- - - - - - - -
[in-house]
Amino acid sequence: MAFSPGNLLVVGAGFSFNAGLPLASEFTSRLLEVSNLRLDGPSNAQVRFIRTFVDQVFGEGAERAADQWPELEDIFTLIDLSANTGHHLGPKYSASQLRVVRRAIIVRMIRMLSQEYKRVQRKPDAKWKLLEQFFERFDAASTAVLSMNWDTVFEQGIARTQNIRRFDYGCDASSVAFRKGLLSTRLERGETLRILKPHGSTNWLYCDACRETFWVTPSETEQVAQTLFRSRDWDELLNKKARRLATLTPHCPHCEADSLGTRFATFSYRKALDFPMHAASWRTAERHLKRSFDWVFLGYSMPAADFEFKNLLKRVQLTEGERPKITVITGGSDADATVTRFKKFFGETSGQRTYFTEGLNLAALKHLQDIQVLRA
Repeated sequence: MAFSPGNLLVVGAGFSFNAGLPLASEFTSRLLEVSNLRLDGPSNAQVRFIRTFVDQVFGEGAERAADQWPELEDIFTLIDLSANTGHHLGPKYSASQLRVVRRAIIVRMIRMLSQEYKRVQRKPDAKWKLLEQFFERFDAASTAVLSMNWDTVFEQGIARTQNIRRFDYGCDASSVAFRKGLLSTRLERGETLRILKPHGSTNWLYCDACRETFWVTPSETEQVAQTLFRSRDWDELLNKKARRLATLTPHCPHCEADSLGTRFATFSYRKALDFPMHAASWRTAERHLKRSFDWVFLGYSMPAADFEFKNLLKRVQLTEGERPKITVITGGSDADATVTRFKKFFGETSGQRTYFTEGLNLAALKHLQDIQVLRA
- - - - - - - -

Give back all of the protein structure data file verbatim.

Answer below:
[in-house]
Amino acid sequence: MAFSPGNLLVVGAGFSFNAGLPLASEFTSRLLEVSNLRLDGPSNAQVRFIRTFVDQVFGEGAERAADQWPELEDIFTLIDLSANTGHHLGPKYSASQLRVVRRAIIVRMIRMLSQEYKRVQRKPDAKWKLLEQFFERFDAASTAVLSMNWDTVFEQGIARTQNIRRFDYGCDASSVAFRKGLLSTRLERGETLRILKPHGSTNWLYCDACRETFWVTPSETEQVAQTLFRSRDWDELLNKKARRLATLTPHCPHCEADSLGTRFATFSYRKALDFPMHAASWRTAERHLKRSFDWVFLGYSMPAADFEFKNLLKRVQLTEGERPKITVITGGSDADATVTRFKKFFGETSGQRTYFTEGLNLAALKHLQDIQVLRA
Repeated sequence: MAFSPGNLLVVGAGFSFNAGLPLASEFTSRLLEVSNLRLDGPSNAQVRFIRTFVDQVFGEGAERAADQWPELEDIFTLIDLSANTGHHLGPKYSASQLRVVRRAIIVRMIRMLSQEYKRVQRKPDAKWKLLEQFFERFDAASTAVLSMNWDTVFEQGIARTQNIRRFDYGCDASSVAFRKGLLSTRLERGETLRILKPHGSTNWLYCDACRETFWVTPSETEQVAQTLFRSRDWDELLNKKARRLATLTPHCPHCEADSLGTRFATFSYRKALDFPMHAASWRTAERHLKRSFDWVFLGYSMPAADFEFKNLLKRVQLTEGERPKITVITGGSDADATVTRFKKFFGETSGQRTYFTEGLNLAALKHLQDIQVLRA